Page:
In other words, you were lazy and you just don’t care enough. It’s easier for you to think someone else has all the power and that lets you off the hook for taking any responsibility. Too bad. You are responsible for the governments we get just as much as everyone who voted. Not voting is its own choice and influences who wins just as much as a vote. All not voting does is give more weight to those who do bother to vote. More and more the only people who bother are extreme partisan supporters of each party. This is why our politics gets more divisive every year. And its your fault. Because your entire protest is to disconnect from the machine and let other people deal with it.
I don’t vote because my vote doesn’t count, I cannot determine who to strategically vote for, I refuse to play that game and gamble with my vote. I will not betray my principles and vote for a party I despise to avoid one that I despise even more. I want to change the system so that my vote counts. I contribute to this change concretely by campaigning for electoral reform, discussing the importance of some form of proportional representation with family, friends and online or at the very least contributing to organizations who do these things (such as Fair Vote Canada). I will not allow the parties and interests in power to misrepresent the reasons for ‘voter apathy’. It’s not that I don’t care, it’s that I care too much to validate this broken, unrepresentative electoral system that only encourages regional factionalism in our country and tends towards extreme interests gaining power.
If that is you, then we’re cool. I get it, and I respect it. As long as you declare that you would participate in a democratic system that was functional rather than the dysfunctional mess we have now, as long as you are doing something to get us to that change we need, then I will fight with you. I will keep voting, vote swapping and strategic voting, but I won’t berate you for not doing so and together I hope we will someday fix what is wrong with this great country. For ourselves and whether they like it or not for the good of all those lazy bums who plug out and even for those power hungry insiders who don’t want change. A more representative democracy will help all Canadians whether they believe in representative democracy or not.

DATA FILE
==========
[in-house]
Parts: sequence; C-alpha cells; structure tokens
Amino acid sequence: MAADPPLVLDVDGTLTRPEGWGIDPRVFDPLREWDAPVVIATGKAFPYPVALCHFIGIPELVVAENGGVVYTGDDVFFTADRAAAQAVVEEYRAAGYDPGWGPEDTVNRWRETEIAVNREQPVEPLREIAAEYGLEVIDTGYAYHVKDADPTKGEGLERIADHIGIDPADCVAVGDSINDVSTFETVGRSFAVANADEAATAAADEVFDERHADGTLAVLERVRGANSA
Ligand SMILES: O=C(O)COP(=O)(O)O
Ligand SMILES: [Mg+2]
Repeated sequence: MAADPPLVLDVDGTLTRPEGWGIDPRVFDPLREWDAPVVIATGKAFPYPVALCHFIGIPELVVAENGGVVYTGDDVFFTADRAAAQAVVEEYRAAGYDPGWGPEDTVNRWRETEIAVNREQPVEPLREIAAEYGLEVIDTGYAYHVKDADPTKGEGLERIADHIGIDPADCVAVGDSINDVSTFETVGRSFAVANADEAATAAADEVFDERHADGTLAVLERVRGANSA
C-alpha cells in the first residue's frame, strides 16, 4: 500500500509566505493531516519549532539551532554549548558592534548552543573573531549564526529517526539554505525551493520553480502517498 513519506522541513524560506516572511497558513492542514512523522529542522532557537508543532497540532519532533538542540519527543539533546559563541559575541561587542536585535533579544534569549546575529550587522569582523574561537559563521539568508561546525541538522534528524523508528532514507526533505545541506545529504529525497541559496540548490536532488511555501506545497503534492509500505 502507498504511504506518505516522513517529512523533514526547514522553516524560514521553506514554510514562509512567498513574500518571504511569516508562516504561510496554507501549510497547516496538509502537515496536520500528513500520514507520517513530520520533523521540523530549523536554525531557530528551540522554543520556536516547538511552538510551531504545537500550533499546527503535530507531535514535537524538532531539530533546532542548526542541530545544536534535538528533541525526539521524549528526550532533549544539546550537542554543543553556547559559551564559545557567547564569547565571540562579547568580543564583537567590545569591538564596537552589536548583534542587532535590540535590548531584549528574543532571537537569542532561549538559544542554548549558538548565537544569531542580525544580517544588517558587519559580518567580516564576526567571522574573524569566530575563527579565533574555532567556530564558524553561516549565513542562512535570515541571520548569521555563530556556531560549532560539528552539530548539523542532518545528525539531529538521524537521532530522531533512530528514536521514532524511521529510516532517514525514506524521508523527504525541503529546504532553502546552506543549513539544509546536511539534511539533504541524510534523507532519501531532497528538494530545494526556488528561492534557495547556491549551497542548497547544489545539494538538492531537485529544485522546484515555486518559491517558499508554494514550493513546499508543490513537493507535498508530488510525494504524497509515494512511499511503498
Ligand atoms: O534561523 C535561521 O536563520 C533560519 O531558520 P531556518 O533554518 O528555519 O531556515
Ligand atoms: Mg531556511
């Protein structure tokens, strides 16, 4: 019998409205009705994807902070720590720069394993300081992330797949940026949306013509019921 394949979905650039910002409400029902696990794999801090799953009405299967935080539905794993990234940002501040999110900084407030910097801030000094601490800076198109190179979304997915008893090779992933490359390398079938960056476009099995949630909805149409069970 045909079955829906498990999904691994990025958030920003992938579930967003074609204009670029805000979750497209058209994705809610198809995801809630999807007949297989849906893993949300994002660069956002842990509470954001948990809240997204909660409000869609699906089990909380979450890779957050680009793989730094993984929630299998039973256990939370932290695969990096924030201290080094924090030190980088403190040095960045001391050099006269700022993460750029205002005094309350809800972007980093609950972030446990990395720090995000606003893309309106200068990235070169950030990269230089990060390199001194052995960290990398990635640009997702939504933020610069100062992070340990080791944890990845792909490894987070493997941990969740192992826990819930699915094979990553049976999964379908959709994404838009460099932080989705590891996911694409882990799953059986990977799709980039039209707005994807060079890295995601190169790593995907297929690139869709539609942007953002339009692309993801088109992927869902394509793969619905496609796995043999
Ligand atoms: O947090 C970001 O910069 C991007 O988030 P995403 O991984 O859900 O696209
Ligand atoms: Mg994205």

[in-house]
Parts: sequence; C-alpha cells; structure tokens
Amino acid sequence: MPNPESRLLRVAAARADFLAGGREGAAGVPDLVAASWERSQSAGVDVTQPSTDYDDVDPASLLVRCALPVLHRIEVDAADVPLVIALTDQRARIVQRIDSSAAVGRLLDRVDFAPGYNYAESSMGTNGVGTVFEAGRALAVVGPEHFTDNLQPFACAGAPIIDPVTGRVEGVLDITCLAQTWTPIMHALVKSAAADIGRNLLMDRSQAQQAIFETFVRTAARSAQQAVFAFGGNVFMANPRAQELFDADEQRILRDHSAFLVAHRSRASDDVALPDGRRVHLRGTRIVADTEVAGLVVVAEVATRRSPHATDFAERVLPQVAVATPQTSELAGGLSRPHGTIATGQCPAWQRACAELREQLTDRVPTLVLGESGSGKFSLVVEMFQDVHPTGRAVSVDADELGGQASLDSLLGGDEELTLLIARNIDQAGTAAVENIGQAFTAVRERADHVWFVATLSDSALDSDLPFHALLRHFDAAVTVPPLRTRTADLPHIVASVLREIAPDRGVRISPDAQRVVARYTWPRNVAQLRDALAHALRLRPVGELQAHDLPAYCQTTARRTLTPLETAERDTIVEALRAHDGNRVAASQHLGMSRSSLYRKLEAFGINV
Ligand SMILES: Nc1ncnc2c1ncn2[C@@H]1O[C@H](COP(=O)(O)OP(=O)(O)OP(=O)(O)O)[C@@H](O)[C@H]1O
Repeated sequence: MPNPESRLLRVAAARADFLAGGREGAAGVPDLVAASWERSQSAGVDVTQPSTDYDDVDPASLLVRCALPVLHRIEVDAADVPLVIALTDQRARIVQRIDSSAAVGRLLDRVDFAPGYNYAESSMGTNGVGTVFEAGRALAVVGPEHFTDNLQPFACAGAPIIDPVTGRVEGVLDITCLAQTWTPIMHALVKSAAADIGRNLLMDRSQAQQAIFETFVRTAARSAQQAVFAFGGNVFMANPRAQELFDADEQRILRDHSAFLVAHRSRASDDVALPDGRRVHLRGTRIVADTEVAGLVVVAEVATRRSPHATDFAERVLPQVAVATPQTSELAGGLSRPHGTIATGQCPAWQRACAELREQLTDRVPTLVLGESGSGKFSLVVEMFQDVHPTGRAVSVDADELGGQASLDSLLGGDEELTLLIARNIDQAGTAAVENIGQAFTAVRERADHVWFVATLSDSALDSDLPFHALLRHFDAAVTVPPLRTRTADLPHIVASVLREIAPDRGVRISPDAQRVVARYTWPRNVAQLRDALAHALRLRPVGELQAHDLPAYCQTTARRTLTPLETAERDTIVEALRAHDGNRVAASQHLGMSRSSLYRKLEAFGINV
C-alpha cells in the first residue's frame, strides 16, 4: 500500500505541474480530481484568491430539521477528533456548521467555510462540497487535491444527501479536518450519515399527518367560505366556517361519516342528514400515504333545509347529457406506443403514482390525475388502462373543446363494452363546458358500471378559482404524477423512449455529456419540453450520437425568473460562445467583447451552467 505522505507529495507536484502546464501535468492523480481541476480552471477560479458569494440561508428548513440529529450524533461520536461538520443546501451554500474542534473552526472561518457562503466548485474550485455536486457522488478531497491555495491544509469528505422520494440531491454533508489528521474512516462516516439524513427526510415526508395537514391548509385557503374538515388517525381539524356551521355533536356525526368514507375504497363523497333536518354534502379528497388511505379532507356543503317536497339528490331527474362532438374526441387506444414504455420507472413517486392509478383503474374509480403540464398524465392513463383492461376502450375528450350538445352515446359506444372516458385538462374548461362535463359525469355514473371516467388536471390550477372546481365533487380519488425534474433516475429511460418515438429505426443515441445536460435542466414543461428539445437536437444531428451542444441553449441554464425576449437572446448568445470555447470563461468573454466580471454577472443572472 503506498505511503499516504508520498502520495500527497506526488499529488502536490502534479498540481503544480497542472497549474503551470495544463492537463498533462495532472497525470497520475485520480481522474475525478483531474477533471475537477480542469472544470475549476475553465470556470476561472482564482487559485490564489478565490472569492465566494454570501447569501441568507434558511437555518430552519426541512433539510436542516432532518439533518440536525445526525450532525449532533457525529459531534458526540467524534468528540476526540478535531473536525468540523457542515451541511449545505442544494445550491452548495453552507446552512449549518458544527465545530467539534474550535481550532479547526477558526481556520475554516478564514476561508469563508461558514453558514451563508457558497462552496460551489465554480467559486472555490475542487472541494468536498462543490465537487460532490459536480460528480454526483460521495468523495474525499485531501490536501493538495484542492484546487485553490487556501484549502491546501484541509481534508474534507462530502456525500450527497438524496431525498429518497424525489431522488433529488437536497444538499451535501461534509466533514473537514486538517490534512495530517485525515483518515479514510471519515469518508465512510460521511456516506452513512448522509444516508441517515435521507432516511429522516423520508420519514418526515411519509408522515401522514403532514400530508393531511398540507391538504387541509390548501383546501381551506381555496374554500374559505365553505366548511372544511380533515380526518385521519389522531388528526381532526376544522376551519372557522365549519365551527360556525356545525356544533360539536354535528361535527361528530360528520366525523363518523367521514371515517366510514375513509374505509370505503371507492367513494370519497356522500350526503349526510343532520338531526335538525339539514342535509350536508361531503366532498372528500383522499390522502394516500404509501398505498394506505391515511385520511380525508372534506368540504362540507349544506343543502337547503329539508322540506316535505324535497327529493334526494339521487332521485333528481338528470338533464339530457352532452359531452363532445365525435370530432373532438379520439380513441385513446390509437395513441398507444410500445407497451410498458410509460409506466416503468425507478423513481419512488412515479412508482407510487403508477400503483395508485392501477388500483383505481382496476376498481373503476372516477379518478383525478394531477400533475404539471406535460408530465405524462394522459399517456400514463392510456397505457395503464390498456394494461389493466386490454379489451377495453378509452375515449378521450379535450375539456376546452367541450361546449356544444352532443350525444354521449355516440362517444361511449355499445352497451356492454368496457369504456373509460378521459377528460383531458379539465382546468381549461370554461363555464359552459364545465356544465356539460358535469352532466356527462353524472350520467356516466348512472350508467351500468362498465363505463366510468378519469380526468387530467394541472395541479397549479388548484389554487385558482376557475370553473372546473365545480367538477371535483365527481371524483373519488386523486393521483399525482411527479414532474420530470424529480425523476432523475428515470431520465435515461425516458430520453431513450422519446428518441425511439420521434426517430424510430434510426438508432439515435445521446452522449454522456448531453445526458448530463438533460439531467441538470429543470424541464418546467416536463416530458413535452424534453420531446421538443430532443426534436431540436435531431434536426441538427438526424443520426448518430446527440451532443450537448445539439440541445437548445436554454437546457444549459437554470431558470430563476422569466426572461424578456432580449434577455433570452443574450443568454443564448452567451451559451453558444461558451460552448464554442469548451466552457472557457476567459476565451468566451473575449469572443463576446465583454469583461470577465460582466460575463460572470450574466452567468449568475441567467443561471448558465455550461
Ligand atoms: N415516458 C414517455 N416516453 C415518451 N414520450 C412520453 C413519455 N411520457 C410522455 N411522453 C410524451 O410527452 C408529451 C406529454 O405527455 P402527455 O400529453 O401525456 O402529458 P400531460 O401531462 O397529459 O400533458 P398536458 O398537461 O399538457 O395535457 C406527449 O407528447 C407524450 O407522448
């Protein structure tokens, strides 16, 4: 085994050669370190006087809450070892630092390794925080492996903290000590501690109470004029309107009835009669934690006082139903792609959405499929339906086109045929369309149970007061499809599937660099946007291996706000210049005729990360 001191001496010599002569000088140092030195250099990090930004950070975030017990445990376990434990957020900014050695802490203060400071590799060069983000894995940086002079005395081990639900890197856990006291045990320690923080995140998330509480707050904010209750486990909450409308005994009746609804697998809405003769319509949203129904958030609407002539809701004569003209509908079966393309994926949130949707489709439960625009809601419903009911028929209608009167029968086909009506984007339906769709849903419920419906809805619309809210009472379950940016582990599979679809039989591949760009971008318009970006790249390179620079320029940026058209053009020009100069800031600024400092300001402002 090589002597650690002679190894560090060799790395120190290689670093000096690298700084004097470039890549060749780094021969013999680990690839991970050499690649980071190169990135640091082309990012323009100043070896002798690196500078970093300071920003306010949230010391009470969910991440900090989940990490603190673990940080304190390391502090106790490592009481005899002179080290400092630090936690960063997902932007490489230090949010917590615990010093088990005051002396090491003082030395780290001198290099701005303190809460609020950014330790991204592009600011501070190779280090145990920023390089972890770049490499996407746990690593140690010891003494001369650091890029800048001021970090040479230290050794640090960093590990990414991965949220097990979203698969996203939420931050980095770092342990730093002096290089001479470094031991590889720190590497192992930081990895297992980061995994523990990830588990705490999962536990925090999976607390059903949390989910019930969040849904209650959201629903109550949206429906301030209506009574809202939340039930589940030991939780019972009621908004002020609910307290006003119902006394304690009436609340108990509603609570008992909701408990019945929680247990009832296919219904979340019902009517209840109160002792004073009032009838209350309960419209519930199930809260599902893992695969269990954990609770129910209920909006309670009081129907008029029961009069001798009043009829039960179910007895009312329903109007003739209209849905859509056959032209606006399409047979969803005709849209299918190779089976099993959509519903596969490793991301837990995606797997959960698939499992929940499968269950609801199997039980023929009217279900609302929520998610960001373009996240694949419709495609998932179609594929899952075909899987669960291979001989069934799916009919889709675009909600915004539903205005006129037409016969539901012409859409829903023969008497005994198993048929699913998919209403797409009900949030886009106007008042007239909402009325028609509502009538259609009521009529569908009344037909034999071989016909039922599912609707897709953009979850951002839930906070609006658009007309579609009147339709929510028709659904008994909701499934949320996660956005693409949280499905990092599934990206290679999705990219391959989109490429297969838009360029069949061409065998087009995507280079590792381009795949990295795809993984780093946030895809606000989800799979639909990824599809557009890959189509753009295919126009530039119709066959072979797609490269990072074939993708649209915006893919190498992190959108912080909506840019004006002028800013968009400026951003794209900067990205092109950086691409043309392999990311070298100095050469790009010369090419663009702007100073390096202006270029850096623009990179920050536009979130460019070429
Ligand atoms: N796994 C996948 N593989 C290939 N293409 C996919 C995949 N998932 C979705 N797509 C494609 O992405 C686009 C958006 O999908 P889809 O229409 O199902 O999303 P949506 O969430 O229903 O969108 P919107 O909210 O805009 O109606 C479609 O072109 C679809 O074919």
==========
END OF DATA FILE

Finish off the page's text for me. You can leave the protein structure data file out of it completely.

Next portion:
Update: Great article on this topic from Rick Mercer. He agrees voter apathy isn’t just laziness but he thinks its primarily because of bad leadership. I agree that’s a big part of it but a system that actually counted and used the votes cast would have very different incentives on who ran for leadership. It would be easier for good people to win out when every vote counts.
Update Update: One of the ways to get electoral reform is to get some national leader behind it. We need someone desperate enough to try something crazy, in hopes it will make them look inspiring and changerific like Obama. I wonder if we have anyone like that here? Sign this twitter petition to ask Ignatieff and Liberals to make a commitment to electoral reform one of their top priorities.
Update³: Yesterday, in Calgary, at least two amazing things happened. One was, the first muslim ever was elected to be mayor of a major Canadian city, Naheed Nenshi. Way to go Calgary. The second amazing thing was that in a tightly fought race with three real choices voter turnout went up tremendously to the dizzying heights of 50% of the voter public. That sounds bad, but last election it was closer to 35% in Calgary and municipal elections in general have very low turnout. Nenshi got out an excited base of voters by using social media, connecting with young people and not talking down to voters. Something politicians across the country should take as a lesson.
Update^4: This post is now by far the most read post ever on Pop The Stack, so it must be something people care about.